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11 2010 portfolio and pla presentation

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  • MARNIE
  • MARNIE: Empire State College, the non-traditional college of the State University of New York, serves 19,000+ students at 35 locations across New York State and on-line 
    The Metropolitan Center, with locations in Manhattan, Brooklyn and Staten Island, is the largest regional center, with more than 1900 students 
    And why is it non-traditional? Students work with faculty mentors to create a curriculum that meets their educational goals and incorporates their prior college credits and experiential learning 
  • MARNIE: About creating curriculum. We call the process Degree Planning:  
    •Each student takes 4-8 credits of Educational Planning, as Independent Study or in a group, usually with the primary mentor, during which the student creates a Portfolio to support the Degree Program
    •The Portfolio becomes the student’s curriculum
    •The student designs a Degree Program and writes a Degree Program Rationale describing how the Degree Program meets SUNY and Empire State College requirements, and explaining the degree, especially the title and design of the Concentration
     Degree Planning continued:
    •As part of Portfolio Development, the student reflects on and identifies areas for Prior Learning Assessment (PLA) and writes a PLA Request for each topic 
    •A subject matter expert uses the PLA Portfolio and an interview to evaluate the student’s learning and writes a credit recommendation to the faculty  
    •When the evaluator report(s) are submitted, the complete portfolio is reviewed by a faculty committee;  the student’s transfer and PLA credits are awarded when the portfolio is approved by the faculty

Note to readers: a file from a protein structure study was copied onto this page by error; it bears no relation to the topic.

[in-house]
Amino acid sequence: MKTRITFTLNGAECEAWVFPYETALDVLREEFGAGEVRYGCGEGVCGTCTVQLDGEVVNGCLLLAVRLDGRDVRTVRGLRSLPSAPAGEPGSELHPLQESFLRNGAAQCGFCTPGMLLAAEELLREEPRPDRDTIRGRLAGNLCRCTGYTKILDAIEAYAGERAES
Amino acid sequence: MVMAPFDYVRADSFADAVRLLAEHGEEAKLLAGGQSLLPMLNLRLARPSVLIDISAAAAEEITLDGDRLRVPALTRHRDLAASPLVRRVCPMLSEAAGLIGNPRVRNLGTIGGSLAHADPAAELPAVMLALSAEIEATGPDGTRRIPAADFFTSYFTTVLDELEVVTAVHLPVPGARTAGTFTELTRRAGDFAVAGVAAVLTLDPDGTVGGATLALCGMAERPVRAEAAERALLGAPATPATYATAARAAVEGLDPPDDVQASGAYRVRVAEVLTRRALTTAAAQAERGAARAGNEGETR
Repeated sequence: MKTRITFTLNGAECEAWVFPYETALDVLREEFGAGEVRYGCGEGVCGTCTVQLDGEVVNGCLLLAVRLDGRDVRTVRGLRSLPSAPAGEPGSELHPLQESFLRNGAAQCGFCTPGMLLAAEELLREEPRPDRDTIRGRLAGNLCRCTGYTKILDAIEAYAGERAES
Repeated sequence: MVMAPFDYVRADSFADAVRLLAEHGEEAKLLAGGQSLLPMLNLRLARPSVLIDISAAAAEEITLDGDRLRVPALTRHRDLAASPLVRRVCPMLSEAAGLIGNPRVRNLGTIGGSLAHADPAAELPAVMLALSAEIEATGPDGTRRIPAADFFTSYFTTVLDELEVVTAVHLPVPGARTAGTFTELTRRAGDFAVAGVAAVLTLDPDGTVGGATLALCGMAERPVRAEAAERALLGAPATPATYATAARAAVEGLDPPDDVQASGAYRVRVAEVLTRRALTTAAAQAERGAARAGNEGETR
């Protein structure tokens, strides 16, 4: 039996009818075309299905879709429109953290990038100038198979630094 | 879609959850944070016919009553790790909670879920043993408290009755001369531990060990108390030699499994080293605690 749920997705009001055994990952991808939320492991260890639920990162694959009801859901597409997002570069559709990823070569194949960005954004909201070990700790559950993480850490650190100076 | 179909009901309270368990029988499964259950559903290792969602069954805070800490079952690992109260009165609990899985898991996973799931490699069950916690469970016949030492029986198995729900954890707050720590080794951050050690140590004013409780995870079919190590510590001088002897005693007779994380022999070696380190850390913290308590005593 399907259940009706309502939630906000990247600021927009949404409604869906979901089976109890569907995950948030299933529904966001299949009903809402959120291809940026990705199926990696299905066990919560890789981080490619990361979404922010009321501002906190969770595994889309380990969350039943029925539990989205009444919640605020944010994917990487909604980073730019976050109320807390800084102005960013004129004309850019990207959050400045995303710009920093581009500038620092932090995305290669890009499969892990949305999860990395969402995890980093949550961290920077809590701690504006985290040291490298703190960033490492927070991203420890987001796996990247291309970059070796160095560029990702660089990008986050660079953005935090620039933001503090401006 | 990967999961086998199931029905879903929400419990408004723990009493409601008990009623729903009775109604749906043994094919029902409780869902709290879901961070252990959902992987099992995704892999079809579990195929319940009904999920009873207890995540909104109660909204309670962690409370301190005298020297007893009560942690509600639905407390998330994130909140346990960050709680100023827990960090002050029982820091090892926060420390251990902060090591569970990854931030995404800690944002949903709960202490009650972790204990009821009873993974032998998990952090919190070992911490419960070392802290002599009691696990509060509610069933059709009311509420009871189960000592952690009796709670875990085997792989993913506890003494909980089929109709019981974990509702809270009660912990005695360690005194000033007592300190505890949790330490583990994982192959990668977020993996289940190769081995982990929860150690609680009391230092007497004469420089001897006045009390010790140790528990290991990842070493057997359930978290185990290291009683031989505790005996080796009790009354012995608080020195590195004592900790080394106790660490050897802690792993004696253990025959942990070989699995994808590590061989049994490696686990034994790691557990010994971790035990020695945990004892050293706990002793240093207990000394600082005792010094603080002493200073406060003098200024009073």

• CATHY
  • CATHY:
    Scaffolded Values, Scaffolded Skills: Critical Agency through EPortfolio-ing
    Our Hypothesis:
    Deliberate and scaffolded integration of eportfolios and “folio thinking” (Chen, 31 ) in Empire State College studies will help students develop the graduated learning skills and reflective habits of mind that will in turn allow them to more successfully and more intentionally design and complete their degrees.
    We're not there yet. We have data that counter the hypothesis, but we see potential. Etc.
  • AARON:
    The ESC ePortfolio Pilot Project 2009-2010: 3 Linked Studies
    •ESC 101: Introduction to College Learning and Preparation for Degree Planning (4 credit transition to college study group initiated in Manhattan, 2009; expanding to Brooklyn, SI in Fall 2010)
    •Crafting the Prior Learning Essay (2-credit study group to help students assess/articulate experiential learning; initiated in Manhattan 2010; expanding to Brooklyn, SI in Fall 2010) )
    •Career Building through ePortfolio (4 credit study students learn to design, publish and maintain an ePortfolio for personal or career purposes; initiated in Manhattan in 2009) 
    [These are not as linked as we'd like. They're linked conceptually, but not as prerequisites. One student has take ESC 101 and Crafting]
  • MARNIE
    •4-credit study group for new students
    •Blended learning: 12 classes + ANGEL